As big-box stores languish and established clothing brands such as Abercrombie & Fitch are forced to reformulate their strategies, a group of investors is banking big on a scrappy menswear startup out of Montreal.
Frank & Oak, a membership-based online retailer that caters to young men with affordable staples and trendy accessories, is announcing on September 4 a fresh infusion of $15 million in venture-capital funding from a slate of firms, including Silicon Valley-based Goodwater Capital. The two-year old startup is also adding Howard Starr, the former CEO of Tommy Hilfiger Canada, to its board.
That brings the total backing behind this young company to about $21 million. With the new funding, founders Ethan Song, 30, and Hicham Ratnani, 29--Montreal natives who have worked on startups together since high school before consulting at Deloitte--say they will expand the company's operations to the United States, and invest in new product categories and the technologies that make Frank & Oak operate very differently than, say, J.Crew or Men's Warehouse.
While Frank & Oak's business model is simply to create and sell its own designs of men's clothing to 25-to-35-year-olds, it's not abiding by an existing rulebook to do so. Instead of a brick-and-mortar clothier, it considers itself a technology company. When seen from certain angles, it's also a media company.
"I realized a lot of the innovation in consumer retail was how do you go about creating a fully integrated experience in online and mobile--and no one seemed to be doing it well," Song tells Inc. So he and Ratnani set out to simultaneously design and find suppliers for their clothing line and build a mobile app--in addition to a website--on which to sell their collections.
To purchase clothing from Frank & Oak, one must first log into the site or app and become a "member," much like one must do so to buy from a flash-sales site such as Gilt. Frank & Oak has 1.5 million members, and its app has been downloaded a quarter-of-a-million times on iOS and Android devices. Thirty percent of the company's sales come through its mobile app.
"They made a commitment really early on to create a mobile product," said Chi-Hua Chien, co-founder and managing partner at Goodwater Capital, which led the new funding round, noting that when he receives a mobile-phone alert about a new Frank & Oak collection launching, he finds it irresistible to check it out on his iPhone, and buy a few pieces. (Should you wonder whether a Frank & Oak investor gets their wares for free, Chien says they don't.) "They finally made it fun for men to shop for clothes again."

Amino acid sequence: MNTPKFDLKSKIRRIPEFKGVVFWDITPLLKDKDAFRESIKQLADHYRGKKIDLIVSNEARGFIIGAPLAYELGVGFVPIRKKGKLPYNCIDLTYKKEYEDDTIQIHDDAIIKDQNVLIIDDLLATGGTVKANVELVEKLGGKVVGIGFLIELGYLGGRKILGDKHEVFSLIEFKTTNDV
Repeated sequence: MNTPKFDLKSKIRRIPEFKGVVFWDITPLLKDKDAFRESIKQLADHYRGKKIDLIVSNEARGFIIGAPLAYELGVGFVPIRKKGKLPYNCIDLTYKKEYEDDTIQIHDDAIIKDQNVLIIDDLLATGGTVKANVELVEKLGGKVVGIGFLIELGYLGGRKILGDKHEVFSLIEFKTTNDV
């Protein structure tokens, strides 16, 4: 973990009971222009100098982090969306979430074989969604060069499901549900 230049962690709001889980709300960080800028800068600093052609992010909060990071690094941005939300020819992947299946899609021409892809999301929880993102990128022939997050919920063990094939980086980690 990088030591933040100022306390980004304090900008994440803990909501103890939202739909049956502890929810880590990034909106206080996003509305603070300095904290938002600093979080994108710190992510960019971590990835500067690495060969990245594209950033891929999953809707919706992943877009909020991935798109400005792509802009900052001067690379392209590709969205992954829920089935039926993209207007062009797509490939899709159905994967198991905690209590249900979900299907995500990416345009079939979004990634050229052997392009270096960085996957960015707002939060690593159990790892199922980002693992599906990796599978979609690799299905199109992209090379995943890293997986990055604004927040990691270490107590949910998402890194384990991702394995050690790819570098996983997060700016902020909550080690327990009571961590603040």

Each month when a new collection launches, customers receive notice through their mobile app, and also gain access to a slate of editorial-feeling content explaining the items in the collection, and the design ethos behind them. In addition, periodic updates explain, say, what is the fabric called "tweed" actually made of, and when is it appropriate to wear.
"We have the product, which is what we sell, but how do we not just become a provider, but also an advisor in our customers' eyes," Song says. "That's our product and brand philosophy. We've created an immersive experience."
Frank & Oak also publishes a print edition of their magazine. It all looks very bespoke.
Song, a designer also trained in computer engineering, describes the menswear sold by Frank & Oak as "modern and creative versions of menswear classics." The company's theory is that young creatives are no longer forced into stuffy accounting offices--they work for startups, design firms, or gaming companies. And these are all potential customers.
While 30 percent of the company's customers are in Canada, about 70 percent are in the United States, and over the next few years, it will be expanding physical locations to the south.
Recently, it opened a small corporate office on New York City's Lafayette Street, which also includes a showroom. It has a physical retail location in Montreal--and you can bet there will be more in coming years.
Despite that the era of the massive department store with the massive parking lot feels like it may be waning, Frank & Oak is not staying out of the business of storefront retail.
"It's about building a store that's focused on the customer experience and brand immersion," Chien says. " The big brands are going to struggle in this transition. And our theory is that startups are going to win, and they're going to use stores and that mobile first platform."